Turkey isn't just for Thanksgiving and Christmas

Countries across the world implored Turkey to do nothing rash, but the vote was 507 to 19. Besides a small, pro-Kurdish Democratic Society Party opposed the parliamentary resolution, the Turkeish parliament was compeltely in favor of military action to reduce the threat of Kurdish terrorist group Kurdistan Workers' Party, according to the Washington Post. http://www.washingtonpost.com/wp-dyn/content/article/2007/10/17/AR2007101700967.html?hpid=topnews

According to the New York Times, "The vote to authorize sending troops, which Turkish officials say gives them up to a year to take action, was, in essence, a blunt request for the United States to acknowledge Turkey’s status as an important ally in a troubled and complex region."

Among phone calls received before the legislation was passed, the Prime Minister of Iraq Nouri al-Maliki talked with Turkey's President Abdullah Gul and asked for more time to deal with the PKK.

October 14, 2007

Light rail, a heavy cost

Well, two simultaneous projects are running for the light rail commission boards and one seems to be getting off the ground, and that other that wants to get off the ground can't.

The 40 mile Northstar line, running from Minneapolis to Big Lake got federal approval for funding. The Office of Management and Budget and the Federal Transit Adminstration approved the rail line's $156.8-million request Thursday night, according to the Star Tribune.

Another project, which would connect downtown St. Paul to downtown Minneapolis, entitiled Central COrridor, would end up costing the state of Minnesota about $900 millioin, One major cost is the retrofitting of the Washington Bridge, which would have to be closed down, halting 20,000 cars and all of the U of M students walking across it daily. According to the Pioneer Press, the light rail would be elevated on top of the bridge.

I think that this is poor planning on the state, and cities' part. Obviously the cities of St. Paul and Minneapolis should be connected in every way posible, and cities like Chicago and New York have benefitted greatly from their elevated trains, but shutting down this bridge would immobilize the University of Minnesota.

Kasparov blocked

Because the Other Russia Party doesn't qualify as a "party" , the greatest chess player in world history, Gary Kasparov and another candidates will not be able to run because of new Russian laws, according to the BBC.

According to the Star Tribune, the new policies that Putin established while in office has given his party United Russia a true dominance of the Parliament. His party will be overwhelming in the Parliament and other qualified officials, not in United Russia won't get a shot at a seat.

My beef, I guess, is that possibly the world's most brilliant and creative man, who has proven to be very politically involved, has been blocked from participating in the ultimate end to politics, and that possibly Putin is creating a stronghold to invoke his policies in the Parliament and take most of the power from the disillusioned people of Russia who have been living much better since the end of communism.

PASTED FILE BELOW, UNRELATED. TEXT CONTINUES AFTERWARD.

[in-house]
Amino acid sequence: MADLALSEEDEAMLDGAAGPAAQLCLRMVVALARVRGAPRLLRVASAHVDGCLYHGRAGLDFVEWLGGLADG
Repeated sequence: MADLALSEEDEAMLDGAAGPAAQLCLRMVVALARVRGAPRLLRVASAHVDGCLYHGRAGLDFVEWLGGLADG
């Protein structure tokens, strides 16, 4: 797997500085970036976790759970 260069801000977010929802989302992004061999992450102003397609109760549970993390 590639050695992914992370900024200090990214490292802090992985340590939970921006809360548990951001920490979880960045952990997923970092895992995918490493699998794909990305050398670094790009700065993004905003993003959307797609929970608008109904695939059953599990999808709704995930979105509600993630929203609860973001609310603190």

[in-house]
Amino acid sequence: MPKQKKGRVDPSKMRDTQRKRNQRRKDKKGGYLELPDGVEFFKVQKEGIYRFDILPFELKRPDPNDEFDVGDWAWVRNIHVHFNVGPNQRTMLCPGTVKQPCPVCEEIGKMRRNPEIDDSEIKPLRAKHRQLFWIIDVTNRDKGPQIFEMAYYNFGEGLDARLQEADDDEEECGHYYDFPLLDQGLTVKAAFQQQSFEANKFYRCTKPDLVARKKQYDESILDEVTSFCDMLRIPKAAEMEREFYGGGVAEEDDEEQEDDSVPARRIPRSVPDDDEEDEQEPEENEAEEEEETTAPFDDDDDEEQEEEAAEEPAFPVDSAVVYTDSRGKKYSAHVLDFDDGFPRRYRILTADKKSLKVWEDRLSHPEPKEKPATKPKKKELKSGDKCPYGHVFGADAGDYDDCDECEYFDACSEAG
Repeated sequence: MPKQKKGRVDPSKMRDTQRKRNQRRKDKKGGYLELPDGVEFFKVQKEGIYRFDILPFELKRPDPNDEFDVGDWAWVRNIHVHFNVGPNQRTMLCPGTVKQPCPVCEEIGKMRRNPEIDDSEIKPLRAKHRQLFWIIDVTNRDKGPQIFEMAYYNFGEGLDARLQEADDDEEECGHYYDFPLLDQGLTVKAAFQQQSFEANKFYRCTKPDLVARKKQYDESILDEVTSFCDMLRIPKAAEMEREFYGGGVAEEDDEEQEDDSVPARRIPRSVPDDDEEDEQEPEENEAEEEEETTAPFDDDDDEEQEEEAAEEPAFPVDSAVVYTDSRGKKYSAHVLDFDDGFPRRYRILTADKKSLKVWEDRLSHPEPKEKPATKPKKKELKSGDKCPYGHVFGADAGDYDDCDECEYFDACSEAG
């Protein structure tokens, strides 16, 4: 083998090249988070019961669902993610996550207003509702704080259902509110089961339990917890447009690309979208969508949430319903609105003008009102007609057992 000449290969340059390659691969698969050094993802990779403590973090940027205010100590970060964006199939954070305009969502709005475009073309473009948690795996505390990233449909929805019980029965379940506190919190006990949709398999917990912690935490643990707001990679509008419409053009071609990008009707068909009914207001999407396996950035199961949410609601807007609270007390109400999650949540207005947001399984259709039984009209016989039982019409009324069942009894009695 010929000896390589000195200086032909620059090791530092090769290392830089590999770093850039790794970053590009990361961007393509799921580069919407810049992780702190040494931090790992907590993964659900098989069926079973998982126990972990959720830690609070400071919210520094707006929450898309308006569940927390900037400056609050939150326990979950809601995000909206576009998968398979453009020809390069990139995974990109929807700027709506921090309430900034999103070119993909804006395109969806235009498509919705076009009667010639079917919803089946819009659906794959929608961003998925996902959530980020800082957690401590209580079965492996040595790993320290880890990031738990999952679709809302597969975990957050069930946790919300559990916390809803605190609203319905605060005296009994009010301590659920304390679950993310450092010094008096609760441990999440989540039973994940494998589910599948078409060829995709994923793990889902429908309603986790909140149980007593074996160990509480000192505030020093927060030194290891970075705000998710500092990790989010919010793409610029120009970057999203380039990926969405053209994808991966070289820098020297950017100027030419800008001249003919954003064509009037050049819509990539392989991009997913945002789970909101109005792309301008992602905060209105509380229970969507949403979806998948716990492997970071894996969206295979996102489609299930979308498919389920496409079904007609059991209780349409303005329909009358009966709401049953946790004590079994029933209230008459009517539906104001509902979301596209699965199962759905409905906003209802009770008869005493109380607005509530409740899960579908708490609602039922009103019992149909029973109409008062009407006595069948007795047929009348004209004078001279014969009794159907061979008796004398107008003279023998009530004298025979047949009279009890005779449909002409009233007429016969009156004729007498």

Crandon: population hurt



gopher's get bonked

This is a cool way to blog. Let's see how correct the newspaper columnists can be at predicting football games.

It is now common knowledge that the Gopher Football team is not having a ribbon year. The Daily points to this by nothing the injuries in the offensive running game and the two interceptions Gopher quarterback Adam Webber came off of his last match-up with. It also notes that the quarterback from Northwestern had a school record the week before with 520 yards.In other words, the Daily wasn't too optimistic.

But, even in light of all of these stats, the Gophers preformed really well on Saturday. They got up 35-14 on Northwestern even though they were the far underdogs in the match. However, the result was what the Daily had "predicted", Webber threw 4 touchdowns and ran one in himself, basically playing without a run game.

According to the Pioneer Press, Coach Tim Brewster put the weight on Webber's shoulders as he was supposed to throw the game winning two-point conversion in the second overtime. A very gutsy move considering that a fieldgoal would have tied. It seems that this would have put the season in a new perspective for the Gophers, but either way. they continue completely defeated in the Big 10.

Noble is one part science and one part smile

According to the New York Times, the Nobel committee described Al Gore as "probably the single individual who has done most to create greater worldwide understanding of the measures that need to be adopted." And if his awards would speak to that, it is a definite truth. He has won an emmy for The Channel (cable channel), two Oscars for "An Inconvenient Truth", and now the Nobel Peace Prize for his work spreading the word about global warming.

Though it seems a little rediculous that Gore would split this award with scientists who have proven what he has professed, According to the Washington Post, Gore has played the other essential part to research, publicity. The facts recorded by the International Panel on Climate Change would only have been brought to world attention through the antics of the infamous international Gore.

October 4, 2007

Runner Ran Over

Tuesday, a freshman runner from Mankato MN, was taking her first run after coming back from an injury and was killed by a car, according to the Star Tribune. He teammate was biking along side but sustained only minor injuries.

The Pioneer Press reported that she was killed by a driver coming from the other direction after he crossed three lanes of traffic and jumped the curb. There was no alcohol in the driver's body.

Child Health Care Now Big Deal